Stalker
 v.
Oregon Short Line R. Co.
, 225 U. S. 142, and
Great North-ern R. Co.
 v.
Steinke
, 261 U. S. 119, support the Government’s posi-tion. The dispute in each of those cases was framed in terms of com-peting claims to acquire and develop a particular tract of land, and itdoes not appear that the Court considered—much less rejected—an argument that the railroad had only an easement in the contested land. But to the extent that those cases could be read to imply thatthe interest was something more, any such implication would not have survived this Court’s unequivocal statement to the contrary in
Great Northern
. Finally, later enacted statutes, see 43 U. S. C.§§912, 940; 16 U. S. C. §1248(c), do not define or shed light on the na-ture of the interest Congress granted to railroads in their rights of way in 1875. They instead purport only to dispose of interests (if any) the United States already possesses. Pp. 12–17. 496 Fed. Appx. 822, reversed and remanded. R
OBERTS
, C. J., delivered the opinion of the Court, in which S
CALIA 
,
ENNEDY 
, T
HOMAS
, G
INSBURG
, B
REYER
, A 
LITO
, and K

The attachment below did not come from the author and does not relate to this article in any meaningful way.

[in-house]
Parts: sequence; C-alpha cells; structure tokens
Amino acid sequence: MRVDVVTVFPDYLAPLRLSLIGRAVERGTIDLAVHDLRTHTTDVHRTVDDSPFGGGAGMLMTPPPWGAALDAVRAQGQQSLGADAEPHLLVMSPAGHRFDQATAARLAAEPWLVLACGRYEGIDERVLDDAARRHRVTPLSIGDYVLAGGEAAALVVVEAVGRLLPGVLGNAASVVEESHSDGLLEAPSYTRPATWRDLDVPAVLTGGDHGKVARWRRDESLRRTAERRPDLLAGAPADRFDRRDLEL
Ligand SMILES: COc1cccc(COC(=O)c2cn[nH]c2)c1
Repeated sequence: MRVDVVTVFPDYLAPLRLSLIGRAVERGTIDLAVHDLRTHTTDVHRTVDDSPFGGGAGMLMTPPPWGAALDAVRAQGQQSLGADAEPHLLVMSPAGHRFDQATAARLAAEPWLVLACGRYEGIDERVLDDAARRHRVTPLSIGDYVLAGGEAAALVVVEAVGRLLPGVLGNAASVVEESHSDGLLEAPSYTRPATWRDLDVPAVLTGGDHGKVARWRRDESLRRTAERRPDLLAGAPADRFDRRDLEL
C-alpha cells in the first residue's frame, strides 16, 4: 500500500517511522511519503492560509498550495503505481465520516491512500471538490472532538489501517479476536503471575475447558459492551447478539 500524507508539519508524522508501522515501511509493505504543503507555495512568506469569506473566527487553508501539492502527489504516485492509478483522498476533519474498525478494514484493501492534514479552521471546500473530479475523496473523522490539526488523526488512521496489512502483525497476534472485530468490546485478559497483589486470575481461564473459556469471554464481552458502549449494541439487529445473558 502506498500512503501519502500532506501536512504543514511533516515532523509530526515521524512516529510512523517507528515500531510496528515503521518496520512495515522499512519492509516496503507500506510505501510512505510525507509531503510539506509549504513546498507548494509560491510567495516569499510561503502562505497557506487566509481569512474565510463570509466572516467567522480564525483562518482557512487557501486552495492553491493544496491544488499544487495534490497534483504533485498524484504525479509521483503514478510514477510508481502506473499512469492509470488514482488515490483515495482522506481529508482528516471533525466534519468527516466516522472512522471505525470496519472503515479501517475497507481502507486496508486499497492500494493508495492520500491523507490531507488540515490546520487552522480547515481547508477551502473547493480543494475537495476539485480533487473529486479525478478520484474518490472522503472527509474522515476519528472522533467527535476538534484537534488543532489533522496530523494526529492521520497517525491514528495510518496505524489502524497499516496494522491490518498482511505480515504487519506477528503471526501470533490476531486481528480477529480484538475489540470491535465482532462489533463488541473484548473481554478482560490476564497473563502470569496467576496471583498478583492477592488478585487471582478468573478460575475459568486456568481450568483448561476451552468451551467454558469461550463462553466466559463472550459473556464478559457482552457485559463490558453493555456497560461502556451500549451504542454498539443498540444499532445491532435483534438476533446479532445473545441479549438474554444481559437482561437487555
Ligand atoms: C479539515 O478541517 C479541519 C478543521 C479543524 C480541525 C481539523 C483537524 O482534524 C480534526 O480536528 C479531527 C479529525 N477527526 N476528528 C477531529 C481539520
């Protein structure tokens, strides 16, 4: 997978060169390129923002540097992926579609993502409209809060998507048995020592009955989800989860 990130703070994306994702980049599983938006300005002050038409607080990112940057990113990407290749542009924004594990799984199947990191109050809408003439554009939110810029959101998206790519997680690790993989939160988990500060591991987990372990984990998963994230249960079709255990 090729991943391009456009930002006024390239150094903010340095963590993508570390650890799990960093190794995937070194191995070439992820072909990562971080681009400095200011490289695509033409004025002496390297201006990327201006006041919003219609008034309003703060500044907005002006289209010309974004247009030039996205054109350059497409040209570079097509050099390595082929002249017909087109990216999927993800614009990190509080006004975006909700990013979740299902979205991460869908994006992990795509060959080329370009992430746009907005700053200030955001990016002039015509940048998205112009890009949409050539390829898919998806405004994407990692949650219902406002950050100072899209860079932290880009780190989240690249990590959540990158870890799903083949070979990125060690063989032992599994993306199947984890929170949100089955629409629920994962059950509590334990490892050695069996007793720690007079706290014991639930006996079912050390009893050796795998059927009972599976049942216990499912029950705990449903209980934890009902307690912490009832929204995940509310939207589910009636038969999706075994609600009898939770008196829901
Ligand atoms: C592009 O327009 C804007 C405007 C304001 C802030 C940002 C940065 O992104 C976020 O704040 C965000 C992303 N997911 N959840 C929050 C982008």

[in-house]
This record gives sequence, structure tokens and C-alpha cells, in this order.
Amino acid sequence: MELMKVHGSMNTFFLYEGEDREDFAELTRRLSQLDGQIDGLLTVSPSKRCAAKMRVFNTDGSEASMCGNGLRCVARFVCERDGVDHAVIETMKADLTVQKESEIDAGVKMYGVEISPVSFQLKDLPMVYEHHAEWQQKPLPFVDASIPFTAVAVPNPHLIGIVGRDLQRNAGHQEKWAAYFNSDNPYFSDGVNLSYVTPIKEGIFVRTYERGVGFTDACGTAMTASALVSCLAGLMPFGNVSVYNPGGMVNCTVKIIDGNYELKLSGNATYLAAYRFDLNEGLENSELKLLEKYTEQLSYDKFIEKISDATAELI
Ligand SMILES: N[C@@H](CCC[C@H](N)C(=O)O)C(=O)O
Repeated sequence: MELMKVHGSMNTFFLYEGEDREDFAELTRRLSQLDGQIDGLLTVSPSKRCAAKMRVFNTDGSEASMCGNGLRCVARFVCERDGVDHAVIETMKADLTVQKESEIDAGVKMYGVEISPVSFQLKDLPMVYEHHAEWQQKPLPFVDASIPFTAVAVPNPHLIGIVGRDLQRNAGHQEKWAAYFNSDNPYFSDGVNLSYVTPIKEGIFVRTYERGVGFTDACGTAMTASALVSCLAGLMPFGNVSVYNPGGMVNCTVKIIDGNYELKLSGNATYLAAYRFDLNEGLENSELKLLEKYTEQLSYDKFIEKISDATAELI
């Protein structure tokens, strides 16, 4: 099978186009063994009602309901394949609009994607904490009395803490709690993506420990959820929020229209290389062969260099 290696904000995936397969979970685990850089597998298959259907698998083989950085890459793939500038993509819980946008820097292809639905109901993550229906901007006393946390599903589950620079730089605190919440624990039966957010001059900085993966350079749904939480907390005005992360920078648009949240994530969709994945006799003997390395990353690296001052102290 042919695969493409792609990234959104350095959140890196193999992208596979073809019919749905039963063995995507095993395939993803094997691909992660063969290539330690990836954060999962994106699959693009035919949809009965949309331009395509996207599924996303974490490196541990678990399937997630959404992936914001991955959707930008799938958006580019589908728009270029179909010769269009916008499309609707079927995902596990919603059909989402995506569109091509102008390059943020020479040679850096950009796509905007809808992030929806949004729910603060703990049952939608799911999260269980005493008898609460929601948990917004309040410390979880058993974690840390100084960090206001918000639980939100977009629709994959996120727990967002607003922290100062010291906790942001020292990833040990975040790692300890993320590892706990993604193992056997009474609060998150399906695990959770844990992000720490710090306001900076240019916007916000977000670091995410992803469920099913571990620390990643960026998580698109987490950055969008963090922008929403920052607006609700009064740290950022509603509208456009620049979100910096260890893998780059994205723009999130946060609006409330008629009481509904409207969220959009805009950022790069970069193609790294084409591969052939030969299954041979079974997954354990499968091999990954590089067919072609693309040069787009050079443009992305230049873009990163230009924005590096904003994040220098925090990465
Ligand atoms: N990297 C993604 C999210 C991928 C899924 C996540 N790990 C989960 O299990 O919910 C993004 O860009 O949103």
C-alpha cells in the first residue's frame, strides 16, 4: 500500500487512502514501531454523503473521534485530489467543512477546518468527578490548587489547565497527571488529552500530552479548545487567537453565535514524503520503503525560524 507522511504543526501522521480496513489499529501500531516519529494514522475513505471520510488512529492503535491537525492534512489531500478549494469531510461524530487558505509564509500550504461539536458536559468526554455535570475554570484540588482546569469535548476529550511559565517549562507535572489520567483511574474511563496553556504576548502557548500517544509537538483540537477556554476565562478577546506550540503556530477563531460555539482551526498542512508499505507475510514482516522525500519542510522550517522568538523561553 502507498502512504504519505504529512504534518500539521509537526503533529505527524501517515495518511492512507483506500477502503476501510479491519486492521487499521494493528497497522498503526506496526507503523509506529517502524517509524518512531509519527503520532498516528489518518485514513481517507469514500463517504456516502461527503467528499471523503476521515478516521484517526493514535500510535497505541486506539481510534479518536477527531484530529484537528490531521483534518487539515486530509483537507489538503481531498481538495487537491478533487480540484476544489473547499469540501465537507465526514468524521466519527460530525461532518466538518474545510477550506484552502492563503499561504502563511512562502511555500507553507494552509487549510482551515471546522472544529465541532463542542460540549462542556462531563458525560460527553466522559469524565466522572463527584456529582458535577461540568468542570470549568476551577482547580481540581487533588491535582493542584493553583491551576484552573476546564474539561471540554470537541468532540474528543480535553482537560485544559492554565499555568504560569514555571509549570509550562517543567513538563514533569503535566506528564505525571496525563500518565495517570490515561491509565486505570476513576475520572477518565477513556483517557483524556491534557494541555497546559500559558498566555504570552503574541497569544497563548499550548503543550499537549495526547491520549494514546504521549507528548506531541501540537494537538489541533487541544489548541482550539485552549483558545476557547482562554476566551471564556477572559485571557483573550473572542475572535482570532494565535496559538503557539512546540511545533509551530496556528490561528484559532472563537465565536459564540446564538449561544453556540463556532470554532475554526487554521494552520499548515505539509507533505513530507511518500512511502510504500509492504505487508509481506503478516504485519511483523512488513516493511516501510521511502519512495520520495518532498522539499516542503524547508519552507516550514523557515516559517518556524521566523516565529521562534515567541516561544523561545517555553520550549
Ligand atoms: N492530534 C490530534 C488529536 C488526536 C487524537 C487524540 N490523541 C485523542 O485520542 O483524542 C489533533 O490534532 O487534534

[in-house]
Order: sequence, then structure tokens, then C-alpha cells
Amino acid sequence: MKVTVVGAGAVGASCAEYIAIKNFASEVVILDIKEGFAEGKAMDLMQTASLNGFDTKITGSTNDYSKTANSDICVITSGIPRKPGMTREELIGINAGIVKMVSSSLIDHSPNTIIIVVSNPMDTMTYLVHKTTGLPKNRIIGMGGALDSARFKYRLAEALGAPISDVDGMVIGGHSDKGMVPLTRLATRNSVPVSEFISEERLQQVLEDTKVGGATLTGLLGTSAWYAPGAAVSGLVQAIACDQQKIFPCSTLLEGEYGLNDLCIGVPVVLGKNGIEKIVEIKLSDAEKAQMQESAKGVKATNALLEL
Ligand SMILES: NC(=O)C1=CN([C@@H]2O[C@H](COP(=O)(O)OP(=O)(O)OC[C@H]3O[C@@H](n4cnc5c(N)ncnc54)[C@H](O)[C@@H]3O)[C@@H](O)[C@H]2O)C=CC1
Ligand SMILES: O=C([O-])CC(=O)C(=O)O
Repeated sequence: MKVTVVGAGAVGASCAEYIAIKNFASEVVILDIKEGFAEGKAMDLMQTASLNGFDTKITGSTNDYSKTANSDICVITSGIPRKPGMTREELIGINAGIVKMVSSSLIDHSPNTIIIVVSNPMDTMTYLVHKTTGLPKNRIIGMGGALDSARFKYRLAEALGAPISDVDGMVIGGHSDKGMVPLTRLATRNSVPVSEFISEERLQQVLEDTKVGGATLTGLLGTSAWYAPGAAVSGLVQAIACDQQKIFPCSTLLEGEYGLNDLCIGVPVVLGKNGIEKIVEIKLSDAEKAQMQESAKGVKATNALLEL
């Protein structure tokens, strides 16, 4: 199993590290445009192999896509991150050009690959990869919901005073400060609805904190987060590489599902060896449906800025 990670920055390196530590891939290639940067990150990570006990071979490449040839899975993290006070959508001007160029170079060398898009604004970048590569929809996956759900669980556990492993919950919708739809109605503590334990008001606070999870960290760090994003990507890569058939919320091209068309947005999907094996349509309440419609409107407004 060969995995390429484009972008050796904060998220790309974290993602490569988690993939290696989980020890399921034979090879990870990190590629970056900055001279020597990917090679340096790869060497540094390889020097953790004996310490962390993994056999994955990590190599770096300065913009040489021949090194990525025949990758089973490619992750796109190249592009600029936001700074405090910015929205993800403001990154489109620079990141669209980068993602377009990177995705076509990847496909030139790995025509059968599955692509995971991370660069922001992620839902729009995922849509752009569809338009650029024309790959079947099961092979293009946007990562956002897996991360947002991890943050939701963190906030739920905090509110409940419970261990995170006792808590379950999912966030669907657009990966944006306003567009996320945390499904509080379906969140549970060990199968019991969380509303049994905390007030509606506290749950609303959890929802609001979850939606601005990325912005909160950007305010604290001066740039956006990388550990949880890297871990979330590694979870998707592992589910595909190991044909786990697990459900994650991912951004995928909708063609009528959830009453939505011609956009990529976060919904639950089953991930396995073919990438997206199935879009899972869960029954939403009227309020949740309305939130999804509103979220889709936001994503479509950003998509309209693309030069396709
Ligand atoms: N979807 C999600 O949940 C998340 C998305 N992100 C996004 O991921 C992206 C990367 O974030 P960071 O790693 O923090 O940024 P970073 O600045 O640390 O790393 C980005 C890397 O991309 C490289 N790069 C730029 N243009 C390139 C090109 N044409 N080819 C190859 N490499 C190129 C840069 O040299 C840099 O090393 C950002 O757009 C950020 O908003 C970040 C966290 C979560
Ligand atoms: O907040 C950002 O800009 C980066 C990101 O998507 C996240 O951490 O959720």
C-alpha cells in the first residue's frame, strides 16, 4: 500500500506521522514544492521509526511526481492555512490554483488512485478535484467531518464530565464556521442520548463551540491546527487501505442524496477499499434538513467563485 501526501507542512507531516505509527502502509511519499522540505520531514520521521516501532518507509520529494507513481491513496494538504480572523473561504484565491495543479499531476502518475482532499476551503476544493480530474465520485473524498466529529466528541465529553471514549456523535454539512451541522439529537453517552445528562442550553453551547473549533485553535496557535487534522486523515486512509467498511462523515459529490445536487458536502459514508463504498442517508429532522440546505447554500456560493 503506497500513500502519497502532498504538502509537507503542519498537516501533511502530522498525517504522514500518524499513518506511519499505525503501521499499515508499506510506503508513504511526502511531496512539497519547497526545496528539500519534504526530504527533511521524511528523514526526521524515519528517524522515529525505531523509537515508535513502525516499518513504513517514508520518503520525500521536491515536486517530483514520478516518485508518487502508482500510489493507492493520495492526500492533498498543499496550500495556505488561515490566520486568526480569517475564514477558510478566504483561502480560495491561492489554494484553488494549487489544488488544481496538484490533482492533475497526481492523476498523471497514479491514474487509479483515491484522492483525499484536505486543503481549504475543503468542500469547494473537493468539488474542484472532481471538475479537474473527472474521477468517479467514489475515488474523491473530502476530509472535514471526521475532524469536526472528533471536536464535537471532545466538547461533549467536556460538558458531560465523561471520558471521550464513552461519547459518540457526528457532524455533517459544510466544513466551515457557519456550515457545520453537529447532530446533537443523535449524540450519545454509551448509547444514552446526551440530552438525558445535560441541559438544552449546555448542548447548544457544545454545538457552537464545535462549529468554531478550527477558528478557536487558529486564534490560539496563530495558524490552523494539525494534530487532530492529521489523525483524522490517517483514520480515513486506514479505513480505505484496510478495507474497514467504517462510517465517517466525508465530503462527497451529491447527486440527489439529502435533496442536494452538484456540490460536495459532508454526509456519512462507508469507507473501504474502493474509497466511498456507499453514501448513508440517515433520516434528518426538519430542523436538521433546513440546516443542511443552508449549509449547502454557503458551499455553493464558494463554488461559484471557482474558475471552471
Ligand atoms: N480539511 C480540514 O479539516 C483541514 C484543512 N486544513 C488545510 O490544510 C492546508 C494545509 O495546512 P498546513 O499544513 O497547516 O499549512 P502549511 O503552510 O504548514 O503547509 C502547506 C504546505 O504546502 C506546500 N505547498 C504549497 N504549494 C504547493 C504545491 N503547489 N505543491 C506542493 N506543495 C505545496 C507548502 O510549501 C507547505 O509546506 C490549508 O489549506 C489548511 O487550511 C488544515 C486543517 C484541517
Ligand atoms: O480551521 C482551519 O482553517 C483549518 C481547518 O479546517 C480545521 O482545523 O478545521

AGAN
, JJ., joined. S
OTOMAYOR
, J., filed a dissenting opinion.
 
 
 _________________  _________________
1 Cite as: 572 U. S. ____ (2014) Opinion of the Court
NOTICE: This opinion is subject to formal revision before publication in thepreliminary print of the United States Reports. Readers are requested tonotify the Reporter of Decisions, Supreme Court of the United States, Washington, D. C. 20543, of any typographical or other formal errors, in orderthat corrections may be made before the preliminary print goes to press.
SUPREME COURT OF THE UNITED STATES
No. 12–1173
MARVIN M. BRANDT REVOCABLE TRUST,
ET AL
. PETITIONERS
v.
 UNITED STATES
ON WRIT OF CERTIORARI TO THE UNITED STATES COURT OF  APPEALS FOR THE TENTH CIRCUIT